It's critical, before your interview, to take time to do some research that will allow you to tailor your responses. Many search-committee members mention that candidates don't often seem to know much about the institution or the department. Be sure to review the college's catalogs, brochures, and Web site. Talk with friends, colleagues, and advisers to learn as much as possible about the place and the people there. What are the research interests of the faculty members? Think about how your research might intersect with theirs, and about the possibilities for collaboration. Think about ways in which your teaching might complement the course offerings. In addition to the search committee, be prepared for conversations with campus administrators such as deans. Be ready to discuss broader institutional issues and the ways in which you might contribute as a good citizen.

As you prepare your answers to typical interview questions, consider the talking points you want to convey. Be sure to share your talking points, even if your interviewers don't directly ask questions to elicit them. Be ready to offer 1-, 3-, and 10-minute versions of your research. Tailor these descriptions to both specialists and nonspecialists in your field. Be ready to discuss your future research interests, your teaching abilities, interests and philosophy, and your interest in this department and institution.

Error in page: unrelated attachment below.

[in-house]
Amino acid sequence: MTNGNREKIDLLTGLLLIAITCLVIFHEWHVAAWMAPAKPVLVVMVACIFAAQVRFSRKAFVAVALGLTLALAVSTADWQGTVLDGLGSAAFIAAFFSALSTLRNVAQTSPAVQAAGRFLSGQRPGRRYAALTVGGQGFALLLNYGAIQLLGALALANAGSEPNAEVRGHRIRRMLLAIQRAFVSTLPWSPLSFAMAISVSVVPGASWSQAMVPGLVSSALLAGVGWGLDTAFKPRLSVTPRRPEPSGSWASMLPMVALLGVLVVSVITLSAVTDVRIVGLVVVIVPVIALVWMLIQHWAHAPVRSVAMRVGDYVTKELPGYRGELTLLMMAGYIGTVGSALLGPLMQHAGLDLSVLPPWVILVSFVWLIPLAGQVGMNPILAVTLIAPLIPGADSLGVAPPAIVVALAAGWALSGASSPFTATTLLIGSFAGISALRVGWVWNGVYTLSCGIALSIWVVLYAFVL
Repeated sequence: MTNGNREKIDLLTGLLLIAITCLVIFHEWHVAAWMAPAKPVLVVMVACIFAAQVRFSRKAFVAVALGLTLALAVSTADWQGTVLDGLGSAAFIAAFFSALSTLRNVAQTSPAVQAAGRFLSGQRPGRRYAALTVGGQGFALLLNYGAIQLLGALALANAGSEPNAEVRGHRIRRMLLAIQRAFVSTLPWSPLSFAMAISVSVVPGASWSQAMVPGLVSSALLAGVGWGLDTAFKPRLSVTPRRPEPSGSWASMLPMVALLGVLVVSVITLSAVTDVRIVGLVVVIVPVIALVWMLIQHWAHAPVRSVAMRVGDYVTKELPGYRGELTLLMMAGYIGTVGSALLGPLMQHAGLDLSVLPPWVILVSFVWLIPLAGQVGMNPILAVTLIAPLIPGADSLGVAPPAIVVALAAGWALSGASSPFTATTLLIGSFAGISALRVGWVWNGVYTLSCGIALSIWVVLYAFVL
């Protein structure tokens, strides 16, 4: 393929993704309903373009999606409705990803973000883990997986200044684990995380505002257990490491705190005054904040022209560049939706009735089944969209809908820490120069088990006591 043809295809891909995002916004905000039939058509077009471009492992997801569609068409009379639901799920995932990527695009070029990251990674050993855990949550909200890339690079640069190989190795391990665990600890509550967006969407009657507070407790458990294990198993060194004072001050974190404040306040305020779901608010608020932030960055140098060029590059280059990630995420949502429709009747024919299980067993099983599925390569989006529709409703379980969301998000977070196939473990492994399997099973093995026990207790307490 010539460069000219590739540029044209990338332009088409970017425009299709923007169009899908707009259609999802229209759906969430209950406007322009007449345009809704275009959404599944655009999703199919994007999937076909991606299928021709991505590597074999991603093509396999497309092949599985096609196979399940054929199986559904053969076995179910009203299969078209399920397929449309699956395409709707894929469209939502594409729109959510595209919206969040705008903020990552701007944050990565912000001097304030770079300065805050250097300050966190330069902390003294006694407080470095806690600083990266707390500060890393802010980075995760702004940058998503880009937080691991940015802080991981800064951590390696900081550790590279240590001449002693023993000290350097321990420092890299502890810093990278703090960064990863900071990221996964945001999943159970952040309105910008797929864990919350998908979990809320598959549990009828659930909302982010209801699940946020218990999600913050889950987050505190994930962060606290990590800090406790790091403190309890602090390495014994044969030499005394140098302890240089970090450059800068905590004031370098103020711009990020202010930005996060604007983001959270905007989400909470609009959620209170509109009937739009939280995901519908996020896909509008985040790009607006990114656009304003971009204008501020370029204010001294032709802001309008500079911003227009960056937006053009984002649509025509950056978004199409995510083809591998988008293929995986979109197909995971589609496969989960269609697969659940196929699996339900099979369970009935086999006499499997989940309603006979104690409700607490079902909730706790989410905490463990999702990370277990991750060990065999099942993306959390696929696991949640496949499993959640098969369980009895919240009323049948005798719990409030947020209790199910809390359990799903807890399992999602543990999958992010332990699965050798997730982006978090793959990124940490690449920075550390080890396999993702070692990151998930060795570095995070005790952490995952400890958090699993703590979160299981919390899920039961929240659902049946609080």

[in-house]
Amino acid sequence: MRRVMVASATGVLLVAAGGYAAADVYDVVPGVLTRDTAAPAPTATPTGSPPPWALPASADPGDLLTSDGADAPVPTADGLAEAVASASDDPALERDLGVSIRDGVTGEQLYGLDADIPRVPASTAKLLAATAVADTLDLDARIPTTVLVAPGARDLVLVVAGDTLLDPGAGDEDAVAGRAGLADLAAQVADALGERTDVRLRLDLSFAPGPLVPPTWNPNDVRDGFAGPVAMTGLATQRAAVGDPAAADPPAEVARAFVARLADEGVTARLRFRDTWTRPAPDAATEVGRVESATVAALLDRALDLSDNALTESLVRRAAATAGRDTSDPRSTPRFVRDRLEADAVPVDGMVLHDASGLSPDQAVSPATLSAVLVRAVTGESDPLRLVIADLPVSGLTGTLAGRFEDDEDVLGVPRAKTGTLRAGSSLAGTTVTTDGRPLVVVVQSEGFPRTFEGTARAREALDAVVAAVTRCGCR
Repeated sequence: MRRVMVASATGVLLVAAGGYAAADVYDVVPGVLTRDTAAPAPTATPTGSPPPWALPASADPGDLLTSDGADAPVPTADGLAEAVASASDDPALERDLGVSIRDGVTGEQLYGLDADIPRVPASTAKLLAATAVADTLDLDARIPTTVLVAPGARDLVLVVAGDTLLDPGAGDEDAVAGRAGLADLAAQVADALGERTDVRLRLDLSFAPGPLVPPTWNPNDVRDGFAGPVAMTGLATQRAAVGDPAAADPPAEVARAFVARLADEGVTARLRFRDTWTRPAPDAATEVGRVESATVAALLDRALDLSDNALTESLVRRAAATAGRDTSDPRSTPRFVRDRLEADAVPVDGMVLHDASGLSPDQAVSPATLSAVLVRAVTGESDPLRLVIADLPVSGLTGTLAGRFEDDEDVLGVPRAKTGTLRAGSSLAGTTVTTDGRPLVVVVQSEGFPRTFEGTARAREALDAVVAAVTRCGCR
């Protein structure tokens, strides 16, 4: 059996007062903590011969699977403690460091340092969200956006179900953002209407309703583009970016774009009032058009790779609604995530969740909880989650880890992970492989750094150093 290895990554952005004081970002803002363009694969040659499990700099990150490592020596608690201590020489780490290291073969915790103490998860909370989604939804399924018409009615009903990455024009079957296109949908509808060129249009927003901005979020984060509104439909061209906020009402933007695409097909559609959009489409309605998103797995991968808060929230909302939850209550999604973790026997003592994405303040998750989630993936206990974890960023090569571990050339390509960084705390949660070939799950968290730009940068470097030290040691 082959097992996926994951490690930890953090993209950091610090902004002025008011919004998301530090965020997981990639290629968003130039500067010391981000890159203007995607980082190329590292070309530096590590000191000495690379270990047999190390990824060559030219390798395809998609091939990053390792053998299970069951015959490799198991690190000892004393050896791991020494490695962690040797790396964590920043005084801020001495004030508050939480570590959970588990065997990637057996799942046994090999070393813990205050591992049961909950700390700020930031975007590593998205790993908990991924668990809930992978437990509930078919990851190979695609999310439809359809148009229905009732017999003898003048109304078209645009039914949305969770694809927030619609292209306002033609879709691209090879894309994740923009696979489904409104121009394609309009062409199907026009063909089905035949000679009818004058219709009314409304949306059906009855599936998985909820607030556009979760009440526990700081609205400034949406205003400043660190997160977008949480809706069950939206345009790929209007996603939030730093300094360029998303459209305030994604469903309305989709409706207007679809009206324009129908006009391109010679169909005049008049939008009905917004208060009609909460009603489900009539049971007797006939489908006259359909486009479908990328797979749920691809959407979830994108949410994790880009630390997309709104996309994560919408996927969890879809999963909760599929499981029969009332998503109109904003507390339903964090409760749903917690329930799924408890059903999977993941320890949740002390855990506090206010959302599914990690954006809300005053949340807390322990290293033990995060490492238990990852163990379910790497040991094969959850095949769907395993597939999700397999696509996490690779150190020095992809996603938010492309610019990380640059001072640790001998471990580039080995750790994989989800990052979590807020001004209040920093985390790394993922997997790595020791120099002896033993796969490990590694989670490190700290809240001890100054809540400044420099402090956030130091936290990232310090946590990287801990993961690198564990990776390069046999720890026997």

The best interviews are dialogues, so strive to engage people. Remember to prepare some thoughtful questions. Through all of your conversations during the visit, you may be uncomfortable repeating yourself but remember you're meeting each of these people for the first time. You need to avoid the broken-record syndrome and renew your enthusiasm for your work with each meeting. This is especially important as you prepare for one of the most crucial points in your visit -- the job talk.

Some people are so worried about the job talk that they procrastinate and then panic when they realize how much energy it requires to prepare one. Others assume they can "wing it" because they've talked about their work before. Neither of these "strategies" will result in a professional, polished, confident presentation. Once again, thoughtful preparation and practice are the keys to giving an excellent presentation.

Even before thinking about your own talk, make an effort to attend the job talks of candidates for other academic positions. Find out about seminars in your own department, or in other departments or universities. Observe the style and structure of other peoples' talks, and pay attention to the dynamics during and after the Q&A period. Then incorporate the successful strategies into your own presentation style, and avoid the ineffective ones that you noticed in others and that you might need to work on yourself.